The future in their past

She misses Australia deeply after 52 years of life in Italy

What catches my attention the moment Signora Vincenzina Marsicovetere and I sit down to chat is her accent. It is distinctly northern Italian. Although born and raised in Viggiano, Signora Marsicovetere has lost all her native dialect as a consequence of years living with her husband’s family who were from the Trieste region.

Listening to her as we sit in the Hotel Dell’Arpa in Viggiano, surrounded by the very voices that resonated with the local dialect, it is incongruous to hear the lilt in her speech and the constant referencing of self with “mi” rather than “io”.

As an instance, when I ask her to tell me when she arrived in Australia, Signora Marsicovetere answers, “Mi son arrivata a Melbourne il 24 Giugno del 59,” (I arrived in Melbourne on July 24th 1959) and goes on to add, “Mi son andata per ragione di lavoro. Mi cugina mi ha fatto il richiamo.” (I went in search of work. My cousin sponsored me out.)

What makes her phrasing so interesting is that it is so unexpected. It takes me completely by surprise, as does her candour in telling me her story.

“Mi ho fatto sei anni in Australia, dal 1959 al 1965,” she explains. “Avevo mi cugina lì a Melbourne da gia alcuni anni. Lei mi scriveva sempre, ‘Vieni. Vieni. C`è lavoro, ma purtroppo non era così facile. Era duro trovare lavoro, anche per qualcuno che aveva famiglia gia lì. Mi ho impiegato tre mesi prima che tramite un’amica ho riuscito a trovare lavoro. Ed anche questo non ha durato a lungo. In quel tempo i padroni ti tenevano alcune settimane, forse un mese e poi ‘Sorry, no job for you’. Era una cosa brutta.”(I spent six years in Australia, from 1959 to 1965. I had a cousin in Melbourne at that time. She would always write and tell me, ‘Come. Come. There’s work.’ Unfortunately this wasn’t the case. It was difficult to find employment, even for someone who had family there. It took me three months to secure work through a friend. Even this didn’t last long. At the time many employers kept you on for a few weeks, perhaps a month, and then told you there was no work for you. It was a terrible situation’)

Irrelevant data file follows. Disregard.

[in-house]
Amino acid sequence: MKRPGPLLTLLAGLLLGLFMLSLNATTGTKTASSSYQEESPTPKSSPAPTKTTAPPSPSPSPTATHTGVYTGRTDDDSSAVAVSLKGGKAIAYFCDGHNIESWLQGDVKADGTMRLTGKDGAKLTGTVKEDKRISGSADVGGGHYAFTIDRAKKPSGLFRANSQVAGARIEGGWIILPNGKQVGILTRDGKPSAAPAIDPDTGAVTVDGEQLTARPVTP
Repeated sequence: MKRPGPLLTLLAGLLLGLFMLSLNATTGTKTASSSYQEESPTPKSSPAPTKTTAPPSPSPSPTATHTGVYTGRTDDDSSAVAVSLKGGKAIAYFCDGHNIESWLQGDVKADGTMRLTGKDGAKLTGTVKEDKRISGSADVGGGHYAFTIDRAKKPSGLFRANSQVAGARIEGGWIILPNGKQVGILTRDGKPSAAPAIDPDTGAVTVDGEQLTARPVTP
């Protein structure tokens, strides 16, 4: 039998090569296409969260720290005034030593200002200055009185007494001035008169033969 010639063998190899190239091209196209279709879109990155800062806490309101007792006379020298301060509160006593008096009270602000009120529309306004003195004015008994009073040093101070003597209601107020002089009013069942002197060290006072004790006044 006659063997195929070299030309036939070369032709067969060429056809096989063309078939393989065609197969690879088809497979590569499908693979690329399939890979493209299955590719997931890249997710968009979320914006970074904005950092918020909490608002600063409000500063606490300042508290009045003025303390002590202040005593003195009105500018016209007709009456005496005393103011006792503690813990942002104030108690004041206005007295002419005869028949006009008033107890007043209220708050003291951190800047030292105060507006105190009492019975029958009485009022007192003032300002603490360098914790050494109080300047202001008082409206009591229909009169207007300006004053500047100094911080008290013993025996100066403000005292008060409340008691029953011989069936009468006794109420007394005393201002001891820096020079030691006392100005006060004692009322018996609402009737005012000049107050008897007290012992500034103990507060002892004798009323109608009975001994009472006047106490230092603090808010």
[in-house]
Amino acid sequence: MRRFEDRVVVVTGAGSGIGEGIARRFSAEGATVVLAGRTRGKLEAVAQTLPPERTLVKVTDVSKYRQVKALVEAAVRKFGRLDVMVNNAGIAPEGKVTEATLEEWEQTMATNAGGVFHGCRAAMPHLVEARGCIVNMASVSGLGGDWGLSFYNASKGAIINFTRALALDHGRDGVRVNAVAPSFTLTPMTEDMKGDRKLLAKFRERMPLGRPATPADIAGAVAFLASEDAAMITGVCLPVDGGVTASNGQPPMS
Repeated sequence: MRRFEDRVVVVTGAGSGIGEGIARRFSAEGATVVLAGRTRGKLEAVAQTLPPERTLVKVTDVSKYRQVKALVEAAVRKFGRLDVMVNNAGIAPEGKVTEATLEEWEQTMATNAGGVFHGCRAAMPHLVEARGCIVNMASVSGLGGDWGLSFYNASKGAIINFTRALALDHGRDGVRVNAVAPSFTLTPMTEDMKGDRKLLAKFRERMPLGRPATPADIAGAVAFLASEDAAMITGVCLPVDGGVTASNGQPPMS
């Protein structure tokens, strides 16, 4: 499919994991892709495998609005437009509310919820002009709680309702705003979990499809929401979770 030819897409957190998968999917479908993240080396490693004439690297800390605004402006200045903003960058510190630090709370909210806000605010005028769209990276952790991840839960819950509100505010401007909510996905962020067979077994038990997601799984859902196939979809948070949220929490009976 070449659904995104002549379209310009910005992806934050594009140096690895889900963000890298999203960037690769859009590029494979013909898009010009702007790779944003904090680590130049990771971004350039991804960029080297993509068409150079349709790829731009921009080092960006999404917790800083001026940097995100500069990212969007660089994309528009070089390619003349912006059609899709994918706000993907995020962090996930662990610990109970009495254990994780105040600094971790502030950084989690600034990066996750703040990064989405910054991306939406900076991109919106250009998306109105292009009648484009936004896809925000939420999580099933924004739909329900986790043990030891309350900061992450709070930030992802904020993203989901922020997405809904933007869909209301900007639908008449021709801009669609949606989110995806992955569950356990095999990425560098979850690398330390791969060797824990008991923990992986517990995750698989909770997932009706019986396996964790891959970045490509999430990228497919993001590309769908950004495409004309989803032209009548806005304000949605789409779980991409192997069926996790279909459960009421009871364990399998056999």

“E poi la casa dove mi abitavo con mia cugina e sua famiglia era a Carlton, ma era una casa vecchia e in bisogno di essere buttata a terra,” she recounts, and one can hear the scorn in her voice, the memory still raw in her mind. “Abbiamo dovuto affitarci due camere in un altro luogo, Fitzroy, non tanto lontano da Carlton, e pian piano mi son abituata all’ambiente in Australia. Si lavorava, si metteva moneta da parte e ci riunivamo con paesani quando era il weekend.’ (On top of all this the house we lived in with my cousin and her family in Carlton was in a state of disrepair and conceivably in need to be torn down...we had to rent a two-room accommodation in nearby Fitzroy, and gradually I got accustomed to the way of life in Australia. One worked, saved, and spent weekends with fellow Italians.)

Despite the initial hardships of not having the language, Signora Marsicovetere assures me she came to like the little of Australia that she slowly got to know, in particular the Australians themselves whom she stressed treated her well. And it was in Australia that she met and married Albino, and together they set about making their own home in Balwyn.

“Albino era in Australia dal 1955, e lavorava per il Tramsway Board,” she  explains. “E mi lavoravo a Balwyn,” (Albino had been in Australia since 1955, and worked for the Tramsway Board. I worked in Balwyn) though she doesn’t tell me what exactly her work was, adding instead that one of the great challenges she and her husband faced was the fact that they couldn’t afford the unexpected medical expenses that came their way. When I press the subject she pauses contemplatively then whispers, “Non c’era Medicare in quei anni. Mi son trovata incinta con tante spese di medici e ospedali...e mi morì prima di nascere.”(There was no Medicare back then. I soon found myself pregnant and we had to meet so many medical expenses, and then I suffered a miscarriage.)